Lora Simakova

Humans of WHS

Lora+Simakova%2C+a+member+of+the+Wilton+High+School+community+and+The+Forum%27s+Editor+in+Chief%2C+takes+part+in+an+interview+for+the+%E2%80%9CHumans+of+Wilton.%E2%80%9D

Pavel Simakov

Lora Simakova, a member of the Wilton High School community and The Forum’s Editor in Chief, takes part in an interview for the “Humans of Wilton.”

Tell me a story about yourself:

 

“Every time we pass a church, we light a candle. I never really knew what it meant when I was little. All I knew was that my mom cried every time she lit one. There was this one time when we went to a famous church in Moscow. This was one of my first times visiting Russia, and this church was one of the few things I remembered. We walked through the crowds and crowds of people on Red Square until we reached the church. This small, brown building with cracked brick and an open door let people in. My mom reached into her bag and pulled out a light pink scarf. She wrapped it around my head, followed by wrapping one around her own. She made sure to cover my shoulders and hair. ‘Это то, что мы делаем в русской культуре,’ which translates to, ‘this is what we do in Russian culture.’ She grabbed my little hands and took me up the stairs and to the nearest altar. She put a candle in my hands, told me to close my eyes, and said: ‘Думай о нас, о них и обо всех,’ which means, “think of us, them, and everyone else.” My mom taught me to think of the living, the dead, and everyone in between. I used to only have the living in my thoughts, but as time went on, the people on my list only grew. My mom introduced me to Russian culture from a very young age, and for good reason. The traditions mean so much to me now. Lighting candles is a big part of Russian culture. Although I personally light them every time I go to church, a lot of people have a specific one from their childhood. Whereas some light them for the people of the world, I light candles for my family and friends. This is a huge part of my life and makes me feel connected to people I may have never even met before.”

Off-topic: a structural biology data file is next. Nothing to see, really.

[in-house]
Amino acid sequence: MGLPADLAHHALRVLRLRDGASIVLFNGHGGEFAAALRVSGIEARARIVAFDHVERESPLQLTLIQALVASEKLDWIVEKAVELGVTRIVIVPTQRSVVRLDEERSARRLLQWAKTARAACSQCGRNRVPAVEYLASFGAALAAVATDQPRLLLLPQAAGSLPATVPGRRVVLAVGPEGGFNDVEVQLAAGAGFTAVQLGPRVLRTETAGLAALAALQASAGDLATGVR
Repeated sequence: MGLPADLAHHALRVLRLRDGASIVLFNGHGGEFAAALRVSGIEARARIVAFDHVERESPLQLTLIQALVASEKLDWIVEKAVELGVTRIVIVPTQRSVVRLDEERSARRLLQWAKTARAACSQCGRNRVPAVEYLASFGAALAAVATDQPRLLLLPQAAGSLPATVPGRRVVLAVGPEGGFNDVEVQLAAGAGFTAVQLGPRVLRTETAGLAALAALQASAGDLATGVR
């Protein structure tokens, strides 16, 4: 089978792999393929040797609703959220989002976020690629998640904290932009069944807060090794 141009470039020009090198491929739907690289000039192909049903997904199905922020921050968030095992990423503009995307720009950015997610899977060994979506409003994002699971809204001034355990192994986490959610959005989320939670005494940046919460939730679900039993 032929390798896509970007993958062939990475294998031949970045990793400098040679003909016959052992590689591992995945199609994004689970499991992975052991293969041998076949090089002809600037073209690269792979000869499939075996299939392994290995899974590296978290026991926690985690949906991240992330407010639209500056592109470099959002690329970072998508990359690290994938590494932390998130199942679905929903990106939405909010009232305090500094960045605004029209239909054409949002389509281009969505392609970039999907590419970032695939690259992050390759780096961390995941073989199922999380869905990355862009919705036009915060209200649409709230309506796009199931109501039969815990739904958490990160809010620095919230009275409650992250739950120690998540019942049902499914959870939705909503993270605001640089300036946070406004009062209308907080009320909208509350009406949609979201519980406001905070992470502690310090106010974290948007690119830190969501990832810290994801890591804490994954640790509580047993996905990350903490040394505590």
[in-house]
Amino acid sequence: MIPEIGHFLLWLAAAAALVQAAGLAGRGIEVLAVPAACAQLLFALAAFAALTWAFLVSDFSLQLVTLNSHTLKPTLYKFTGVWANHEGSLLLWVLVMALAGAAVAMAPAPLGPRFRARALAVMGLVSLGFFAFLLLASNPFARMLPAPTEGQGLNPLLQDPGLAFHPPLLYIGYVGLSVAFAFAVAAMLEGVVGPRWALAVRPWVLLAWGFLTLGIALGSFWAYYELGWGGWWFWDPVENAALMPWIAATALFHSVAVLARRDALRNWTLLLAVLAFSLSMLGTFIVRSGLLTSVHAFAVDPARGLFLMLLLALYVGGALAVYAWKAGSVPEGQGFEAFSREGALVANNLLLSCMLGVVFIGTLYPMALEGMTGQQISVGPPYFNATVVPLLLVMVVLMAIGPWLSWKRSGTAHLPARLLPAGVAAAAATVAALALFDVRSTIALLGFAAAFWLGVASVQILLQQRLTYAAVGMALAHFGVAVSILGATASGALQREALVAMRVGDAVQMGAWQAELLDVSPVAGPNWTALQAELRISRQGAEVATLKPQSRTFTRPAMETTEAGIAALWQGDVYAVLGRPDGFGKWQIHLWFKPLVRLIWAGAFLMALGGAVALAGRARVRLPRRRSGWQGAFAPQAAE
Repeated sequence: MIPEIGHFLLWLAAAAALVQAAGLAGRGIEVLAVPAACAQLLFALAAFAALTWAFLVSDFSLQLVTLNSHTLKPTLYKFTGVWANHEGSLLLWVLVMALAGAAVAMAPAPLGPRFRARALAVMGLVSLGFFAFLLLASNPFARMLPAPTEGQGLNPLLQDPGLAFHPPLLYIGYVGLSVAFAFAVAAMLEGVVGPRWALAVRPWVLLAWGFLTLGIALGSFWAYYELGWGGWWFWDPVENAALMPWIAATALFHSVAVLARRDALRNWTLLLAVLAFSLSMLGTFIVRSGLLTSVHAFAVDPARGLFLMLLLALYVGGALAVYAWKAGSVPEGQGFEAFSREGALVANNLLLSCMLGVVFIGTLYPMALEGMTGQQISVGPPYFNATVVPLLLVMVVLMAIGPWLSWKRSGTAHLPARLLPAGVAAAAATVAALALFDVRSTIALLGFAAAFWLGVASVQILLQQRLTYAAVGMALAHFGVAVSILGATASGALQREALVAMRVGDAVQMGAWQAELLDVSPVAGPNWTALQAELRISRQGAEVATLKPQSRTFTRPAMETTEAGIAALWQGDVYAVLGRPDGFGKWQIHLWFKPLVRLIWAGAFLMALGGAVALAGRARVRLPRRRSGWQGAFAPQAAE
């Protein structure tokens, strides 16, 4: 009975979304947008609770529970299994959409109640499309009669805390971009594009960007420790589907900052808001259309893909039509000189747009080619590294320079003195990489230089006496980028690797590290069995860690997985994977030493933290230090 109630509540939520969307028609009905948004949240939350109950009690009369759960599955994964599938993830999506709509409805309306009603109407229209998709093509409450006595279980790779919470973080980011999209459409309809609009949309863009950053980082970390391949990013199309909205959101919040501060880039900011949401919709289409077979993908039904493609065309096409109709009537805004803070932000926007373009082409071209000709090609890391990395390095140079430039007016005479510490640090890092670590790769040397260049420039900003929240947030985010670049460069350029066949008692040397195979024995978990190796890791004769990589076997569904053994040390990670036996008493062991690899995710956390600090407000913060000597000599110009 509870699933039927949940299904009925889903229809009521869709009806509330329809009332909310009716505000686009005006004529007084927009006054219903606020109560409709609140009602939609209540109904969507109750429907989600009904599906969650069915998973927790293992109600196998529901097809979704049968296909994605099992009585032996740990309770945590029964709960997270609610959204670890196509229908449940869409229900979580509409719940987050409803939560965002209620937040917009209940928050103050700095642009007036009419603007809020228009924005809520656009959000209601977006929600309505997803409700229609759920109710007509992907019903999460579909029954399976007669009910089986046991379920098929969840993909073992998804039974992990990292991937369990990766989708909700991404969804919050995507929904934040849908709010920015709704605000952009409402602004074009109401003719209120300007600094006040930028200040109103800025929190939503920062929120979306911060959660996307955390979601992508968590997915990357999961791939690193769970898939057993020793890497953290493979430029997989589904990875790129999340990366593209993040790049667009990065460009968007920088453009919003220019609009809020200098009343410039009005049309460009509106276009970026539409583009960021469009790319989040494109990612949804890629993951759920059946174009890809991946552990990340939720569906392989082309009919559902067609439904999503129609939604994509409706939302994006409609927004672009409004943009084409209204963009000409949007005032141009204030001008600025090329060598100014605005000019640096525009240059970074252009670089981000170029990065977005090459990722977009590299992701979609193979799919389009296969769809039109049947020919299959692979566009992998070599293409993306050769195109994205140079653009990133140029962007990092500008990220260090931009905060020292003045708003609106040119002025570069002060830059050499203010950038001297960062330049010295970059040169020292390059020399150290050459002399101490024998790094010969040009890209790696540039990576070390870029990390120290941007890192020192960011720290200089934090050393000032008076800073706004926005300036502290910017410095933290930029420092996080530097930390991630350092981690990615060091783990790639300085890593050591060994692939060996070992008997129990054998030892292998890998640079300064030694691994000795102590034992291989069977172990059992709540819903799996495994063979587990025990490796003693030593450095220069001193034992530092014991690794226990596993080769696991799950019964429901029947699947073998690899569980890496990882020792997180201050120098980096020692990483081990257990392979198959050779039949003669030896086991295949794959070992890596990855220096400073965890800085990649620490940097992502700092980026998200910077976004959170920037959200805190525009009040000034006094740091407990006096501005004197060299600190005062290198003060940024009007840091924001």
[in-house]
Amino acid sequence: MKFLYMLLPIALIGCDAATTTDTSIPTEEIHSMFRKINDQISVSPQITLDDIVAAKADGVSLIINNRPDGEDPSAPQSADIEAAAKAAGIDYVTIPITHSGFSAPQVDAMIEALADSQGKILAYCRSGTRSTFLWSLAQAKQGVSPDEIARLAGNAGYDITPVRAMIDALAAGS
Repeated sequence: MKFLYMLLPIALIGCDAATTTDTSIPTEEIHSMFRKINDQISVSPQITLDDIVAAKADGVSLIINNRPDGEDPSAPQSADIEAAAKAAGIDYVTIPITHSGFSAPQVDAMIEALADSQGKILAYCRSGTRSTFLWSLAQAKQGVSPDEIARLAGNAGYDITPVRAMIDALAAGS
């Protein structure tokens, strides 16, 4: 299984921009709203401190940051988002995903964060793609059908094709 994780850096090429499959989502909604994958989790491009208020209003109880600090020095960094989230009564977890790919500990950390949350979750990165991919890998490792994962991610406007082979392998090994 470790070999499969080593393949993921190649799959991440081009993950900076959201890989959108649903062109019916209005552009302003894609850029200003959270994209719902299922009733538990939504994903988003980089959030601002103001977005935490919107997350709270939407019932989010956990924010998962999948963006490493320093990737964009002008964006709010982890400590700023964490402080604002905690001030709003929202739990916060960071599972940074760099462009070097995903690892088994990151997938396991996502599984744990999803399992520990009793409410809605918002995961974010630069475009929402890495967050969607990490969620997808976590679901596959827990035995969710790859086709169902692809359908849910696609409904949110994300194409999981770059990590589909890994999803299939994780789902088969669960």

Simakova stands with her mother, lighting a candle in remembrance of those they care about. (Pavel Simakov)